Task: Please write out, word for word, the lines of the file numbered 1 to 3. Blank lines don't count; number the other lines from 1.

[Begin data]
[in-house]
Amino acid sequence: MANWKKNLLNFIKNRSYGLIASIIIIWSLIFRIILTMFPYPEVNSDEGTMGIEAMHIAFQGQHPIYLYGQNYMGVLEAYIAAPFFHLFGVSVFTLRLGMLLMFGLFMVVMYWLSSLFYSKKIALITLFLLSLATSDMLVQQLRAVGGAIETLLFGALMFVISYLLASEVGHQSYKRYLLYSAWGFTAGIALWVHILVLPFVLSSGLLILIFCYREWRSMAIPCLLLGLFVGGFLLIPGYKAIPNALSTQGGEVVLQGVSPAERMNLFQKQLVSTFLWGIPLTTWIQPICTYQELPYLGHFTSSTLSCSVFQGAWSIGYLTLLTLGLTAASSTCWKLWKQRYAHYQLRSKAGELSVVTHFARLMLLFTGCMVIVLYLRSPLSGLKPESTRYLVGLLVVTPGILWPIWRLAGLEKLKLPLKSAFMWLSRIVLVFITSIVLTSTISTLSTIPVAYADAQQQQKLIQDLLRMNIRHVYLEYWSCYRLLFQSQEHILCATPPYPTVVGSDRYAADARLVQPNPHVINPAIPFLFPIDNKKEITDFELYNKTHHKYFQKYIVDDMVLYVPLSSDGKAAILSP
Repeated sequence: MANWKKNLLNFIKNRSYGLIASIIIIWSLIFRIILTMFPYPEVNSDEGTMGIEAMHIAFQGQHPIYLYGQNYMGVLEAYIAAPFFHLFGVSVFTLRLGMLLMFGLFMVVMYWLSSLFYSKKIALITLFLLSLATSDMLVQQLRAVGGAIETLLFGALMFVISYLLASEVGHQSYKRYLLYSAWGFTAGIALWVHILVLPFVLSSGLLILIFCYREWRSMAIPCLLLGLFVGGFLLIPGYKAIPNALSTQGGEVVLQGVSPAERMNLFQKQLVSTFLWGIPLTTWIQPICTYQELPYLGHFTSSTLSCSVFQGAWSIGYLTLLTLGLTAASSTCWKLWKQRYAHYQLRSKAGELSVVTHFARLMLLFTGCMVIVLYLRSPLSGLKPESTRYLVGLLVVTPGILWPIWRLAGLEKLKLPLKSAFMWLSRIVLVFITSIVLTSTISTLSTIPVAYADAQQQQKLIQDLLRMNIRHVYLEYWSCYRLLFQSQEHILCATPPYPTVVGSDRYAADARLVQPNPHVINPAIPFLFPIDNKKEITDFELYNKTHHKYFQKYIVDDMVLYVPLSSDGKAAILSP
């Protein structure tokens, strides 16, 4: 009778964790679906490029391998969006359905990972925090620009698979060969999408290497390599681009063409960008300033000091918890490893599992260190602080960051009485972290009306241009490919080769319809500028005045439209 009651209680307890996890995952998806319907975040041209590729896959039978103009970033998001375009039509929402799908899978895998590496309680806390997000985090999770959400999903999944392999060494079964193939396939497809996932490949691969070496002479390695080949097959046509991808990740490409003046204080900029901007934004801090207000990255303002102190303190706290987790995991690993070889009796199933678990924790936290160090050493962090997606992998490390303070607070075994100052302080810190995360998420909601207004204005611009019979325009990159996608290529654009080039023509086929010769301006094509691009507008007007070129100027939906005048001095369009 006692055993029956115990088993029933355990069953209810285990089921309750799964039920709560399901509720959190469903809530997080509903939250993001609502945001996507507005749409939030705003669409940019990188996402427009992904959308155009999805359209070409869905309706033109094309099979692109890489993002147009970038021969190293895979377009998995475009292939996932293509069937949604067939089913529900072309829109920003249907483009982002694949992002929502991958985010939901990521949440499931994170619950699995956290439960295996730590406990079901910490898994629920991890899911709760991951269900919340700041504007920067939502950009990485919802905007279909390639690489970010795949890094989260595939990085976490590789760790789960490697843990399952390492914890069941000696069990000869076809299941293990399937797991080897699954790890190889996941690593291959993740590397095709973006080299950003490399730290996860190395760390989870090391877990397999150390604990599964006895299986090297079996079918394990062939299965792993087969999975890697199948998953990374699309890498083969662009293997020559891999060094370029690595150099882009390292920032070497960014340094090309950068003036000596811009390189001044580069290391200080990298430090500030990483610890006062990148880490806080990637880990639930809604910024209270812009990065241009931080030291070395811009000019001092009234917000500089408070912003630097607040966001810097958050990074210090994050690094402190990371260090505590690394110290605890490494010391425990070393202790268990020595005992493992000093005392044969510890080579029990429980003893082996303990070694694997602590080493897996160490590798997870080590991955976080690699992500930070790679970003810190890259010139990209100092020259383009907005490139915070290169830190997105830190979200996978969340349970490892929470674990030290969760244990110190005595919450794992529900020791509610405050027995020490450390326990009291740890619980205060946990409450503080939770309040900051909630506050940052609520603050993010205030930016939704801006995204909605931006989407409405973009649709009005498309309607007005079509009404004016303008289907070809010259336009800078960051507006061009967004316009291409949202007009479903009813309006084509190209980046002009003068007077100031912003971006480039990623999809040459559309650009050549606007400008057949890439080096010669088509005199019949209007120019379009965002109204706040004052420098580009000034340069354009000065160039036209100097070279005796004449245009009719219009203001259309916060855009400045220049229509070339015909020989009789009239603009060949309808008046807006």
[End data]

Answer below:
[in-house]
Amino acid sequence: MANWKKNLLNFIKNRSYGLIASIIIIWSLIFRIILTMFPYPEVNSDEGTMGIEAMHIAFQGQHPIYLYGQNYMGVLEAYIAAPFFHLFGVSVFTLRLGMLLMFGLFMVVMYWLSSLFYSKKIALITLFLLSLATSDMLVQQLRAVGGAIETLLFGALMFVISYLLASEVGHQSYKRYLLYSAWGFTAGIALWVHILVLPFVLSSGLLILIFCYREWRSMAIPCLLLGLFVGGFLLIPGYKAIPNALSTQGGEVVLQGVSPAERMNLFQKQLVSTFLWGIPLTTWIQPICTYQELPYLGHFTSSTLSCSVFQGAWSIGYLTLLTLGLTAASSTCWKLWKQRYAHYQLRSKAGELSVVTHFARLMLLFTGCMVIVLYLRSPLSGLKPESTRYLVGLLVVTPGILWPIWRLAGLEKLKLPLKSAFMWLSRIVLVFITSIVLTSTISTLSTIPVAYADAQQQQKLIQDLLRMNIRHVYLEYWSCYRLLFQSQEHILCATPPYPTVVGSDRYAADARLVQPNPHVINPAIPFLFPIDNKKEITDFELYNKTHHKYFQKYIVDDMVLYVPLSSDGKAAILSP
Repeated sequence: MANWKKNLLNFIKNRSYGLIASIIIIWSLIFRIILTMFPYPEVNSDEGTMGIEAMHIAFQGQHPIYLYGQNYMGVLEAYIAAPFFHLFGVSVFTLRLGMLLMFGLFMVVMYWLSSLFYSKKIALITLFLLSLATSDMLVQQLRAVGGAIETLLFGALMFVISYLLASEVGHQSYKRYLLYSAWGFTAGIALWVHILVLPFVLSSGLLILIFCYREWRSMAIPCLLLGLFVGGFLLIPGYKAIPNALSTQGGEVVLQGVSPAERMNLFQKQLVSTFLWGIPLTTWIQPICTYQELPYLGHFTSSTLSCSVFQGAWSIGYLTLLTLGLTAASSTCWKLWKQRYAHYQLRSKAGELSVVTHFARLMLLFTGCMVIVLYLRSPLSGLKPESTRYLVGLLVVTPGILWPIWRLAGLEKLKLPLKSAFMWLSRIVLVFITSIVLTSTISTLSTIPVAYADAQQQQKLIQDLLRMNIRHVYLEYWSCYRLLFQSQEHILCATPPYPTVVGSDRYAADARLVQPNPHVINPAIPFLFPIDNKKEITDFELYNKTHHKYFQKYIVDDMVLYVPLSSDGKAAILSP